- Year: 2003
- Author: Mintz, Jack M; Smart, Michael
- Journal Name: Commentary - C.D. Howe Institute
- Journal Number: 193
- Publisher: C.D. Howe Institute
- Published Location: Canada
- Country: Canada
- State/Region: Atlantic Canada
Since 1988, the federal government has transferred nearly $4 billion to businesses, governments and non-governmental organizations in the Atlantic provinces through the Atlantic Canada Opportunities Agency (ACOA). Recently, a number of critics have called for a re-examination of the agency's mandate and a fundamental reform in the way that regional development assistance is delivered, including substituting corporate tax cuts for Atlantic businesses for ACOA grants. This Commentary evaluates the case for regional development reform. It argues that Ottawa should replace business grants with tax measures directed towards investment, while revamping federal Atlantic investment-tax credit that has been poorly structured in the past.
We estimate that the federal corporate income tax base in the Atlantic provinces is approximately $3.8 billion in a typical year. Therefore, on a revenue-neutral basis, and ignoring the fiscal effects of behavioral responses to the tax change, the federal government could eliminate ACOA net spending equal to $250 million with a corporate income tax-rate cut of 6.5 percentage points for both large and small business income in the Atlantic region. There are several advantages to Atlantic Canada of a corporate rate reduction. It benefits all industries and businesses that pay taxes. Lower taxes reduce the cost of investment projects and increase the competitiveness of businesses operating in the Atlantic region. As well, a lower federal-provincial corporate income-tax rate -- about 30 percent -- would be substantially below the statutory rates of other provinces and somewhat below the OECD average corporate income-tax rate (Mintz and Chen 2000). A low corporate income-tax rate will attract companies with high profitability, as well as signal investors that a region is conducive to investment (Technical Committee on Business Taxation 1998). And a low corporate income-tax rate will provide incentives for businesses to shift taxable profits through financial and other transactions from high-taxed jurisdictions to the Atlantic, without moving business components, such as labour or capital.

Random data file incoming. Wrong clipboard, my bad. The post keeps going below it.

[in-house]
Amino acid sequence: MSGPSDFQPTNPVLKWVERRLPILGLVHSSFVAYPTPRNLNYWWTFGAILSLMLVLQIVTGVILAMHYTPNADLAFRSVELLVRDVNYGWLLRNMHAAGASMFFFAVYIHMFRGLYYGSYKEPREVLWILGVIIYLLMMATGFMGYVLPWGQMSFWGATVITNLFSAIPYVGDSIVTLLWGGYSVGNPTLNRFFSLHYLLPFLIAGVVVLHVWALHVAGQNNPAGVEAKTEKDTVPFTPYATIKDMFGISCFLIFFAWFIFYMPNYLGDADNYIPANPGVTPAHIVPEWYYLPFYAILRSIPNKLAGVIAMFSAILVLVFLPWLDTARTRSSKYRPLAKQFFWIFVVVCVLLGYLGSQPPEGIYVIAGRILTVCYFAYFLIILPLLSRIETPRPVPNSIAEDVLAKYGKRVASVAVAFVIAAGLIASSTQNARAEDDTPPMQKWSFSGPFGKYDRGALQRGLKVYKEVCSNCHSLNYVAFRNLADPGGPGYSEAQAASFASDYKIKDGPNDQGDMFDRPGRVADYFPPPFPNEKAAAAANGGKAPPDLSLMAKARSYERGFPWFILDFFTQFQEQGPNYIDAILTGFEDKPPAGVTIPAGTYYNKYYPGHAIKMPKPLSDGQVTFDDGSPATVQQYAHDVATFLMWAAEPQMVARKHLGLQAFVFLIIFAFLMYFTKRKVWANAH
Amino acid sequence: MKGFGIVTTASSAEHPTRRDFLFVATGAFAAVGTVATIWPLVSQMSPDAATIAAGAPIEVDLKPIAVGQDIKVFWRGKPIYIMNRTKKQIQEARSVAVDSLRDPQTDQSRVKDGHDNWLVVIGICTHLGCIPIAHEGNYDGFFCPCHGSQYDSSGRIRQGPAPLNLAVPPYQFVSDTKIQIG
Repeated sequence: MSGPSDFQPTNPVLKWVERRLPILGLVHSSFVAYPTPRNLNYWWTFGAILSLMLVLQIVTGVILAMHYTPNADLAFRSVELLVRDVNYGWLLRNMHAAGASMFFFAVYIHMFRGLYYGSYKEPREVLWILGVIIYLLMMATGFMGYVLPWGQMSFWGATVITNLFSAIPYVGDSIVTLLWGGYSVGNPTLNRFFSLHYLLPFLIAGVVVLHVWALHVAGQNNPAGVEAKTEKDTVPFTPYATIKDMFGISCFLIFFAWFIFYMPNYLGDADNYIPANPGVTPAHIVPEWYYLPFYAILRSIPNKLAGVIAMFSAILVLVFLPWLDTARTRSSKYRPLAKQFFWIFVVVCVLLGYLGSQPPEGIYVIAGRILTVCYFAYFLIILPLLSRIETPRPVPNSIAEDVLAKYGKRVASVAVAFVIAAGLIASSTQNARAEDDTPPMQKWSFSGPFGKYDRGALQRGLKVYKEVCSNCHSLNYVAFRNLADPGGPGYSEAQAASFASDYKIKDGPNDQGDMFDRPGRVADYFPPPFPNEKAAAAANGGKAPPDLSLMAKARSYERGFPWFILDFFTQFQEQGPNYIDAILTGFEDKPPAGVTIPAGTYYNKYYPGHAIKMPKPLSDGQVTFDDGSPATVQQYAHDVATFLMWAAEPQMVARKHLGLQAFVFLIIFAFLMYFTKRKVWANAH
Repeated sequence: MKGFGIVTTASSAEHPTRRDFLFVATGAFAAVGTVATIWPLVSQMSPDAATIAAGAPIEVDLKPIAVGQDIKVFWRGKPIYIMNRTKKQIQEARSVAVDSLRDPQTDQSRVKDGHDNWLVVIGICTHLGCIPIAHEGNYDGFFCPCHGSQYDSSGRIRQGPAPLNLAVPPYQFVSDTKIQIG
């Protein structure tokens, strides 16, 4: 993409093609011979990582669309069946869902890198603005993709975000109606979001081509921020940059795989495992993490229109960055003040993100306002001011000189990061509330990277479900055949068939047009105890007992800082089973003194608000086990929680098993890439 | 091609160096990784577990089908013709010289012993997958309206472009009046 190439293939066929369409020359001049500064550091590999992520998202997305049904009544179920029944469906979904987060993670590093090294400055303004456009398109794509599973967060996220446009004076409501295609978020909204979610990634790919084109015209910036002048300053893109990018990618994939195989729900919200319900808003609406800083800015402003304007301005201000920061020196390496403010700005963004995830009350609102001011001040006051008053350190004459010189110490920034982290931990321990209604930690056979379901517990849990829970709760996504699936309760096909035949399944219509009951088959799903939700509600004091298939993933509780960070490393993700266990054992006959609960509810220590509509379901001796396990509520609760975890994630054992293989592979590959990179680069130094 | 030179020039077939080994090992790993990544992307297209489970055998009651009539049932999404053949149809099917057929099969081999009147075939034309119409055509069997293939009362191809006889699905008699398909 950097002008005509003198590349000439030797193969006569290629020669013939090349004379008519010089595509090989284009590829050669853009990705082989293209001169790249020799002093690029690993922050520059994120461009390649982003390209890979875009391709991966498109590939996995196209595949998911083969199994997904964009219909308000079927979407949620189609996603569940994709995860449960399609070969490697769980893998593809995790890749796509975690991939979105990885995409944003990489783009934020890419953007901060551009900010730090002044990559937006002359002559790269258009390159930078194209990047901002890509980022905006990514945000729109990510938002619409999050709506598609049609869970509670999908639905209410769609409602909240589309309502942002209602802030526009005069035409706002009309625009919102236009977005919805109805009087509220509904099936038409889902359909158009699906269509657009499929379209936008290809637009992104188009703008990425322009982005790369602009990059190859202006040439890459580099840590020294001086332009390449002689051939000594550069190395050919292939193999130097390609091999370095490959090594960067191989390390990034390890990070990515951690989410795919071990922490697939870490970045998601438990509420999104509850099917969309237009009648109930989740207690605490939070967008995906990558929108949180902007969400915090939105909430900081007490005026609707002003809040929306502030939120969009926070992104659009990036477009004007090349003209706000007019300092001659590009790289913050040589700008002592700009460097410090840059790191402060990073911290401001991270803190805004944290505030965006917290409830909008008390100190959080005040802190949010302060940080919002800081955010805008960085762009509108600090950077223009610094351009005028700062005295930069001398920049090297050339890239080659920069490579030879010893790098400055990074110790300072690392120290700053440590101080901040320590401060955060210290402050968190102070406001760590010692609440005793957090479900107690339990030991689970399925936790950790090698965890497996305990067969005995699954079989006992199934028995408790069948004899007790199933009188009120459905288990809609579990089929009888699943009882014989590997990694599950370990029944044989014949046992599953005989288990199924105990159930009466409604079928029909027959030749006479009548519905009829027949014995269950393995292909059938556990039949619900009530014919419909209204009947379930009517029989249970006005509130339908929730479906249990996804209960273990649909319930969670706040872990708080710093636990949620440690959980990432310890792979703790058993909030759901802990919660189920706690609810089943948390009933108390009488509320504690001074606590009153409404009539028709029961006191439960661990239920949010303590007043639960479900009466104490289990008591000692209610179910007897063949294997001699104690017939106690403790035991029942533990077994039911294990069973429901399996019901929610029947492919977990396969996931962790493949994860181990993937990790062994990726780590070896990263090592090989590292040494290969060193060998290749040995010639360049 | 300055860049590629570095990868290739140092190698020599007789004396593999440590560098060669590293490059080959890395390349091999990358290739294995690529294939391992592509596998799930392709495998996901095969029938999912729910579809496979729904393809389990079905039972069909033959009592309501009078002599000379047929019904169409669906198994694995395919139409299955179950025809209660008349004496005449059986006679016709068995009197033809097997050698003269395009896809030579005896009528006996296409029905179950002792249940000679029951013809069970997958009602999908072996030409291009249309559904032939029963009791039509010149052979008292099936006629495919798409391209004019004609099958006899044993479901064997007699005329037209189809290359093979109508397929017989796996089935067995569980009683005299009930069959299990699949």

A regional development policy more likely to be successful, in our view, is a broad-based corporate tax cut in the Atlantic region. A proposal heard from some quarters in Atlantic Canada is to cut the federal corporate income-tax rate for large and small businesses that would bring effective Atlantic tax rates on capital to about half the level found elsewhere in Canada. However, we believe that this policy would lead to substantial shifting of income from other provinces into the Atlantic region, without necessarily increasing capital investments there. A better alternative is one that is more directed at investment. We propose that the current federal Atlantic investment-tax credit should be revamped into a broad-based measure that applies to all industries and capital goods, and expanded in size to offset the loss of ACOA payments. The effect of the policy would be to virtually eliminate taxes on marginal investment projects in the region. That is a reform that could redraw the economic contours of Atlantic Canada.